I don’t have to tell you people how much information there is to wade through on the subject of having a baby. Crib or co-sleeper? Doula or baby nurse? Which stroller to buy? Which sleep method to try? Is that wipe warmer, crib bumper, bottle sterilizer, etc…really necessary?
Until now, moms have been relying on the wisdom of books and websites and parents who have been there to help them make the best choices. But now there’s a new kind of expert in town. The professional baby planner has arrived.
Now the question is, is that professional baby planner really necessary?
On the one hand, of course not. Parents have been dealing just fine without professional expertise for quite some time. Most people have networks of friends or family somewhere in the world they can turn to for advice. And for those who don’t, well, that’s what the internet is for.
But on the other hand… I scoffed at this initially. Why pay someone for what you can get for free? But in time, I’ve sort of seen why this service could actually be kind of valuable. Sure, you can get recommendations from people you know. But they’re always going to tell you what worked for them, and their own experience is probably all they really know about. Maybe it’s like talking to a friend about a problem, vs talking to a professional (ie, a shrink). The idea is that people you know are always going to answer the problem from their own personal perspective, where (ideally) a professional will have a broader view that considers your needs and situation without filtering it through their own experience.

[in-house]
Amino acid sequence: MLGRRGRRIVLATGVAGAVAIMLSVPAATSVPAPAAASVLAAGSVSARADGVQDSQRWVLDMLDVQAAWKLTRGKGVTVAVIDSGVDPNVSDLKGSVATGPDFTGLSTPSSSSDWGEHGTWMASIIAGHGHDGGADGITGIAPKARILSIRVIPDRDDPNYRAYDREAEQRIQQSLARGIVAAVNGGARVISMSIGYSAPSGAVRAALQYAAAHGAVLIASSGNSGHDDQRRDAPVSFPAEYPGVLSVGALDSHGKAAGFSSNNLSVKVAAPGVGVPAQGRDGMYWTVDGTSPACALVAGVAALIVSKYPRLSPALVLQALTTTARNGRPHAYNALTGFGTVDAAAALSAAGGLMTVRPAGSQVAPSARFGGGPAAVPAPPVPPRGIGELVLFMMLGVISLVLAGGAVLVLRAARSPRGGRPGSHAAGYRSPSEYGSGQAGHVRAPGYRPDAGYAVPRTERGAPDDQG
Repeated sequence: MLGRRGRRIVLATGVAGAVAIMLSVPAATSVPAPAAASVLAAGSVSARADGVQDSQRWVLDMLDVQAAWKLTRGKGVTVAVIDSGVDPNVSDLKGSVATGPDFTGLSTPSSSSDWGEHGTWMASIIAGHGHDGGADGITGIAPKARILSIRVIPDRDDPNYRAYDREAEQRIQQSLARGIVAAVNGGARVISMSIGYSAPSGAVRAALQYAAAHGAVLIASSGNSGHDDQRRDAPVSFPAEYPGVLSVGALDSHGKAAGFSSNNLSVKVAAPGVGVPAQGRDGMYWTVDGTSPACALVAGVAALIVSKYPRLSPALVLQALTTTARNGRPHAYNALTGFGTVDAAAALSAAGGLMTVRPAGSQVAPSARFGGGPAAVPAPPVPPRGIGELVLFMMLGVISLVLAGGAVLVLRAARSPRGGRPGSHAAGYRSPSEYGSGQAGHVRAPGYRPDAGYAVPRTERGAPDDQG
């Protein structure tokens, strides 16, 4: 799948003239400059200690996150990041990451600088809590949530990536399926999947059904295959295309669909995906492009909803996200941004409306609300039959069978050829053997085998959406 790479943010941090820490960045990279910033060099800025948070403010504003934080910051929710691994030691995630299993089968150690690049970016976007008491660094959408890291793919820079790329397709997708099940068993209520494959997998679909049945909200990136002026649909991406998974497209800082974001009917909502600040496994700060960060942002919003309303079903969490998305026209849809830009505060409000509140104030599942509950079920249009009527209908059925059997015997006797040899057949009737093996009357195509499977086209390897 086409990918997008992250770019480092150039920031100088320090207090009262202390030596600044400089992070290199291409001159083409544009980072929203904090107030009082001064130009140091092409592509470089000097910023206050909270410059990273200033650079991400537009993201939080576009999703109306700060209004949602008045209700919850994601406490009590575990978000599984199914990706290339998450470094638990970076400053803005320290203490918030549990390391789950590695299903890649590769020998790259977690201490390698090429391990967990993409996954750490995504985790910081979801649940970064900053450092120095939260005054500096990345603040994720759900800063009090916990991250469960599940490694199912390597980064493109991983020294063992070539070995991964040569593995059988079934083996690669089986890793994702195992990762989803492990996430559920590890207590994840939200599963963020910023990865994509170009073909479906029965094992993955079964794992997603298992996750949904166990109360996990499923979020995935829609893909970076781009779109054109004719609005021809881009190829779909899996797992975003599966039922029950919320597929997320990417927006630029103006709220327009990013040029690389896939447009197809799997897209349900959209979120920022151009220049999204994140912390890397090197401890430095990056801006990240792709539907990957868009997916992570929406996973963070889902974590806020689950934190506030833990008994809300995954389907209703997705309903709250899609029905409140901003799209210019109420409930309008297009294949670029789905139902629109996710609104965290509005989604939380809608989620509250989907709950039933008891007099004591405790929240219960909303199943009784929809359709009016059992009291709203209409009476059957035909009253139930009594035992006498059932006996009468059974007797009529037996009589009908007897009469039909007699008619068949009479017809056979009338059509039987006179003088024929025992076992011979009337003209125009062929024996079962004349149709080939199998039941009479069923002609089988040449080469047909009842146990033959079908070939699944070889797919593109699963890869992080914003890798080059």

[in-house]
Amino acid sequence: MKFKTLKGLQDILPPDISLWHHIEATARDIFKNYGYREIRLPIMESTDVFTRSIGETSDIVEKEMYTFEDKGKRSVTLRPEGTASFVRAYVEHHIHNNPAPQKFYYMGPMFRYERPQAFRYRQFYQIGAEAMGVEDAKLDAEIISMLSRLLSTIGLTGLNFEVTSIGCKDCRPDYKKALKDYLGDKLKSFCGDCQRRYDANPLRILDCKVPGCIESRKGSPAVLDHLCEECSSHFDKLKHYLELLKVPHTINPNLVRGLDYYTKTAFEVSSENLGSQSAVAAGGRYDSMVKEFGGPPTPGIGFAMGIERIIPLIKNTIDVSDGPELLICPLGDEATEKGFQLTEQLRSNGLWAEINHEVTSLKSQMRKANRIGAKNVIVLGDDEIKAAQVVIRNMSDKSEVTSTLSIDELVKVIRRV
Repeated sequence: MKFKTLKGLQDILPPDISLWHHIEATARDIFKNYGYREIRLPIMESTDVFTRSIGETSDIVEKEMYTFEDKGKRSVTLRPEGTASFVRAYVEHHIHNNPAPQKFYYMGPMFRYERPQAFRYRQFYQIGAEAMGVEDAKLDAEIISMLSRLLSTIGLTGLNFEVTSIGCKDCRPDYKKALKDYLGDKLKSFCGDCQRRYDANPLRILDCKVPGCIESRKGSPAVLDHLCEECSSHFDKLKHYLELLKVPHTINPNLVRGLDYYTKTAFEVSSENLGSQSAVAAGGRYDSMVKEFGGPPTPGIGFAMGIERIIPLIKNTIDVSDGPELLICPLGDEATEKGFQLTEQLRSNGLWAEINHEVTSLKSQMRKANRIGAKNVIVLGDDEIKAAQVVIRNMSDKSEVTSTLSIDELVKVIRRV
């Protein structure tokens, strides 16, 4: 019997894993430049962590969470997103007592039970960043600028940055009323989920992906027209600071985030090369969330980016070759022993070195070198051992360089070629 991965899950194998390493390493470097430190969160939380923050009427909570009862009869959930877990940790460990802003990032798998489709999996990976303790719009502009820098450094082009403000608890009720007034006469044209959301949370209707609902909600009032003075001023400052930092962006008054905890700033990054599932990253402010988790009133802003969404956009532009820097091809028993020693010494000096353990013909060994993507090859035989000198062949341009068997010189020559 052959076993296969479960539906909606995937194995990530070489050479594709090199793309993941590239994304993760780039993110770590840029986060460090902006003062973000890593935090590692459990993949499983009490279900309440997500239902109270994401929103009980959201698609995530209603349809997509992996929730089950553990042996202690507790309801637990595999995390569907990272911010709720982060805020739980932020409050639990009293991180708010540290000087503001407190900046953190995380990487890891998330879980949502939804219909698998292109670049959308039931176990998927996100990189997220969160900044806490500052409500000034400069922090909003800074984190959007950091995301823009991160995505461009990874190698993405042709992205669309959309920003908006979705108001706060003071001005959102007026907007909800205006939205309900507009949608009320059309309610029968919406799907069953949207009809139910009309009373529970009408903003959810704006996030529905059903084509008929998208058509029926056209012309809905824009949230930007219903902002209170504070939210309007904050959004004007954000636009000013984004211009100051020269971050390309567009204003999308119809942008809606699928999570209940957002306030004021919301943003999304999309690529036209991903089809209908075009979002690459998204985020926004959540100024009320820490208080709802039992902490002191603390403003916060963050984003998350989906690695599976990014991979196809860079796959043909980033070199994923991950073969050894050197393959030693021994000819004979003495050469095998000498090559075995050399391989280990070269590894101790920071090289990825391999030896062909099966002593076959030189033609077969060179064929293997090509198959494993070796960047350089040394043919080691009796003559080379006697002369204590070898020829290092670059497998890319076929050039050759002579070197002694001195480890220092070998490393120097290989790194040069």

That’s a sort of optimized view based on the therapeutic model. The reality of Baby Planners may be quite different. I could see this business overtaken by bossy moms with personal agendas, or fueled by shady kickbacks. But the high road version does seem kind of inspiring. It’s almost a given that people who can afford it work with professionals to plan a wedding. And that’s to help them organize an event that’s over in a day. Okay, a weekend, considering current trends. But having a baby is a long-lasting enterprise. Using that logic, maybe it’s reasonable to have some professional help organizing this as well? In an article about the baby planner phenomenon at the Philadelphia Enquirer, Shannon Choe, who founded Premier Baby Concierge, explains: “When they first came out, everybody was scratching their heads wondering why people didn’t just plan their own weddings. Now it’s an institution. I think one day it will be like that for baby planners.”
What do you think of this idea? Is it a valuable service, or a waste of parents’ money? Would you use a baby planner or planning service?